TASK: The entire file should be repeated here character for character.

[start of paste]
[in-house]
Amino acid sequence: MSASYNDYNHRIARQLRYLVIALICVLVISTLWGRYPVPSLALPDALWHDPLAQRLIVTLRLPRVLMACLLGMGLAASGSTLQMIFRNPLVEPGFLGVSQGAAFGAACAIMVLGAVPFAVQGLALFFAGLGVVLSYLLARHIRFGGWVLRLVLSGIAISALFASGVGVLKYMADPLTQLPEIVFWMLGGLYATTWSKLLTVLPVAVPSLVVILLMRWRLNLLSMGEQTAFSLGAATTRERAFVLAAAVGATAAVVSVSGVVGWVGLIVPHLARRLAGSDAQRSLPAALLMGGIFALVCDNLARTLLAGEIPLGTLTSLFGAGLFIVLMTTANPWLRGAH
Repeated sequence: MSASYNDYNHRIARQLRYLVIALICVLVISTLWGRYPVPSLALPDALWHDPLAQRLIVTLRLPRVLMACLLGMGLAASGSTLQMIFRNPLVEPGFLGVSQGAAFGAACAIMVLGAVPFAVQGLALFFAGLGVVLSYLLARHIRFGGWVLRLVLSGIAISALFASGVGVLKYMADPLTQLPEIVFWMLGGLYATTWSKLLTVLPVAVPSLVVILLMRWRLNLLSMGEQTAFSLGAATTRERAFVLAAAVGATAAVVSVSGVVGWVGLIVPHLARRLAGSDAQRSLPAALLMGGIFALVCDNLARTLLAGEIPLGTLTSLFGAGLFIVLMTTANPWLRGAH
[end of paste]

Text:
[in-house]
Amino acid sequence: MSASYNDYNHRIARQLRYLVIALICVLVISTLWGRYPVPSLALPDALWHDPLAQRLIVTLRLPRVLMACLLGMGLAASGSTLQMIFRNPLVEPGFLGVSQGAAFGAACAIMVLGAVPFAVQGLALFFAGLGVVLSYLLARHIRFGGWVLRLVLSGIAISALFASGVGVLKYMADPLTQLPEIVFWMLGGLYATTWSKLLTVLPVAVPSLVVILLMRWRLNLLSMGEQTAFSLGAATTRERAFVLAAAVGATAAVVSVSGVVGWVGLIVPHLARRLAGSDAQRSLPAALLMGGIFALVCDNLARTLLAGEIPLGTLTSLFGAGLFIVLMTTANPWLRGAH
Repeated sequence: MSASYNDYNHRIARQLRYLVIALICVLVISTLWGRYPVPSLALPDALWHDPLAQRLIVTLRLPRVLMACLLGMGLAASGSTLQMIFRNPLVEPGFLGVSQGAAFGAACAIMVLGAVPFAVQGLALFFAGLGVVLSYLLARHIRFGGWVLRLVLSGIAISALFASGVGVLKYMADPLTQLPEIVFWMLGGLYATTWSKLLTVLPVAVPSLVVILLMRWRLNLLSMGEQTAFSLGAATTRERAFVLAAAVGATAAVVSVSGVVGWVGLIVPHLARRLAGSDAQRSLPAALLMGGIFALVCDNLARTLLAGEIPLGTLTSLFGAGLFIVLMTTANPWLRGAH